Our latest Freakonomics Radio episode is called “Why Do We Really Follow the News?” (You can subscribe to the podcast at iTunes or elsewhere, get the RSS feed, or listen via the media player above. You can also read the transcript, which includes credits for the music you’ll hear in the episode.) The gist: there are all kinds of civics-class answers for why we pay attention to the news — but how true are those answers? Could it be that we read about war, politics, and miscellaneous heartbreak simply because it’s (gasp) entertaining? Read More »
Season 3, Episode 3
Until not so long ago, chicken feet were essentially waste material. Now they provide enough money to keep U.S. chicken producers in the black — by exporting 300,000 metric tons of chicken “paws” to China and Hong Kong each year. In the first part of this hour-long episode of Freakonomics Radio, host Stephen Dubner explores this and other examples of weird recycling. We hear the story of a Cleveland non-profit called MedWish, which ships unused or outdated hospital equipment to hospitals in poor countries around the world. We also hear Intellectual Ventures founder Nathan Myhrvold describe a new nuclear-power reactor that runs on radioactive waste. Read More »
A new study looks at how ideological and political beliefs affect people’s perceptions of the weather. The authors surveyed 8,000 people across the U.S. between 2008 and 2011 and found that while floods and droughts were remembered correctly, temperature changes were a different story. From Ars Technica:
Read More »
In fact, the actual trends in temperatures had nothing to do with how people perceived them. If you graphed the predictive power of people’s perceptions against the actual temperatures, the resulting line was flat—it showed no trend at all. In the statistical model, the actual weather had little impact on people’s perception of recent temperatures. Education continued to have a positive impact on whether they got it right, but its magnitude was dwarfed by the influences of political affiliation and cultural beliefs.
And those cultural affiliations had about the effect you’d expect. Individualists, who often object to environmental regulations as an infringement on their freedoms, tended to think the temperatures hadn’t gone up in their area, regardless of whether they had. Strong egalitarians, in contrast, tended to believe the temperatures had gone up.
We recently put out a podcast called “The Truth Is Out There … Isn’t It?” about how people decide what to believe about everything from global warming and nuclear risk to UFO’s. It was inspired by the research of Dan Kahan and his colleagues at the Cultural Cognition Project; they have found that we systematically filter our beliefs through our personal and political filters. In other words, we allow our biases to influence what we think about theoretically non-ideological issues, but we aren’t aware of that influence. Read More »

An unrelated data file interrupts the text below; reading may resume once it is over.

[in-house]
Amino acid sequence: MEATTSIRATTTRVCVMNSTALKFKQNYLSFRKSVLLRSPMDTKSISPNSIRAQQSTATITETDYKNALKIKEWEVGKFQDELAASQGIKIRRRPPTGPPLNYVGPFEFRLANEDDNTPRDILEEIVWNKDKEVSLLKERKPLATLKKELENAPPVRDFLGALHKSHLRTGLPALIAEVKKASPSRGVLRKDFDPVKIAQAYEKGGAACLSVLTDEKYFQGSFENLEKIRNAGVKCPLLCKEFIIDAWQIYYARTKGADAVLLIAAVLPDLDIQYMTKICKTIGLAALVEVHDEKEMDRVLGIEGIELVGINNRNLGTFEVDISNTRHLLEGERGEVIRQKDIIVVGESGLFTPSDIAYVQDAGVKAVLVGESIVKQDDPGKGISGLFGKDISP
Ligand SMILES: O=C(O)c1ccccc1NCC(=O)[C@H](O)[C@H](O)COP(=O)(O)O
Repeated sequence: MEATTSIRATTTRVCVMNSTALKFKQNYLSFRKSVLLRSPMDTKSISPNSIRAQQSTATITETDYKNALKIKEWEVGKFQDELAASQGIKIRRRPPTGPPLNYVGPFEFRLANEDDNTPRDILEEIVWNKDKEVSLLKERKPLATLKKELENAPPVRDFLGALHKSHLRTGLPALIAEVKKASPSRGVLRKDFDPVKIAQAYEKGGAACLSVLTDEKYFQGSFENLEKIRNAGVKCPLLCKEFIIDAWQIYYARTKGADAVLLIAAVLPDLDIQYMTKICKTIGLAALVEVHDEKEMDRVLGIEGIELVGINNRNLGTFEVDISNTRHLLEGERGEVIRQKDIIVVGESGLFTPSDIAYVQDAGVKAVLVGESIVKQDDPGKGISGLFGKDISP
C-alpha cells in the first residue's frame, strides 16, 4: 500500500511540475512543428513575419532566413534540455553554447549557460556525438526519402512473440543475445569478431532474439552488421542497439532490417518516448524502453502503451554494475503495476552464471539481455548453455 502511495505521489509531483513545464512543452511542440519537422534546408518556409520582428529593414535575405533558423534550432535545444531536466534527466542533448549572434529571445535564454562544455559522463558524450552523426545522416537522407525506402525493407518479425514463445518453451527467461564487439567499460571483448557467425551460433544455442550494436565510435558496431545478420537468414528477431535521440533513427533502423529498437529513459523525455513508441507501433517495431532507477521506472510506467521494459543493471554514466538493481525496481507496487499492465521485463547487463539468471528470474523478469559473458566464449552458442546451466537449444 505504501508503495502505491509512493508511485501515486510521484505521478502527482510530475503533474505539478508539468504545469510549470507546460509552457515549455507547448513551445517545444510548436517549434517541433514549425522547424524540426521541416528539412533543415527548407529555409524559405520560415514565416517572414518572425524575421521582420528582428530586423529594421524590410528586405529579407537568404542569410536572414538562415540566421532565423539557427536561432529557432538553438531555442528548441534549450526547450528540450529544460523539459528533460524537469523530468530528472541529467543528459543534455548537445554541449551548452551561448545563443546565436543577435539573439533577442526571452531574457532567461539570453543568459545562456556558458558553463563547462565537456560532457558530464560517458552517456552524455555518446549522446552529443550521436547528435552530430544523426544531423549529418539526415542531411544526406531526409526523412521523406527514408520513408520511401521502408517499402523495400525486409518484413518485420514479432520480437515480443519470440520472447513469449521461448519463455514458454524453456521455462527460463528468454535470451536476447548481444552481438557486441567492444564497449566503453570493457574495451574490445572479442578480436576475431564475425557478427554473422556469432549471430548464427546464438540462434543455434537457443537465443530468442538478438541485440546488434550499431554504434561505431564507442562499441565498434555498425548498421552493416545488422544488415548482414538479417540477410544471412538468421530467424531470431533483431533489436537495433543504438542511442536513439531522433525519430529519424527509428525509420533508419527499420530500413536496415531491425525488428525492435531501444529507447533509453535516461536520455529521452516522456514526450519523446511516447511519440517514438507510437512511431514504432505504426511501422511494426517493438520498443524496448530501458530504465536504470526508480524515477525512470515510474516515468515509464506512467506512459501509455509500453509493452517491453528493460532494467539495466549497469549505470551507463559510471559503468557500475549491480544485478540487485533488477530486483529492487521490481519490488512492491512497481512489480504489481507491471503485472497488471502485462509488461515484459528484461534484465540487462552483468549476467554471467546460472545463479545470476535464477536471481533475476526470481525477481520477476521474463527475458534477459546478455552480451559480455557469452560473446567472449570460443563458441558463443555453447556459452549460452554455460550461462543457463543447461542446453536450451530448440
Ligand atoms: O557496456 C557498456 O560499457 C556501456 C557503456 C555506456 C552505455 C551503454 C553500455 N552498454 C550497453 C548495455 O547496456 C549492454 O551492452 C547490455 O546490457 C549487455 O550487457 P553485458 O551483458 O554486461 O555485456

Our latest Freakonomics Radio podcast is called “The Truth Is Out There…Isn’t It?” (You can download/subscribe at iTunes, get the RSS feed, listen live via the media player above, or read the transcript below.) In it, we try to answer a few fundamental questions: how do we know that what we believe is true? How do we decide which information to trust? And how do we quantify risk — from climate change to personal investments?
The program begins with Stephen Greenspan, a psychologist and an expert on “social incompetence” and gullibility. He knows from personal experience that even the smartest people can be duped into bad risk assessments, especially on the advice of people they trust. Read More »
A new study by the Cultural Cognition Project, a team headed up by Yale law professor Dan Kahan, shows that people who are more science- and math-literate tend to be more skeptical about the consequences of climate change. Increased scientific literacy also leads to higher polarization on climate-change issues:
The conventional explanation for controversy over climate change emphasizes impediments to public understanding: Limited popular knowledge of science, the inability of ordinary citizens to assess technical information, and the resulting widespread use of unreliable cognitive heuristics to assess risk. A large survey of U.S. adults (N = 1540) found little support for this account. On the whole, the most scientifically literate and numerate subjects were slightly less likely, not more, to see climate change as a serious threat than the least scientifically literate and numerate ones. More importantly, greater scientific literacy and numeracy were associated with greater cultural polarization: Respondents predisposed by their values to dismiss climate change evidence became more dismissive, and those predisposed by their values to credit such evidence more concerned, as science literacy and numeracy increased. We suggest that this evidence reflects a conflict between two levels of rationality: The individual level, which is characterized by citizens’ effective use of their knowledge and reasoning capacities to form risk perceptions that express their cultural commitments; and the collective level, which is characterized by citizens’ failure to converge on the best available scientific evidence on how to promote their common welfare. Dispelling this, “tragedy of the risk-perception commons,” we argue, should be understood as the central aim of the science of science communication.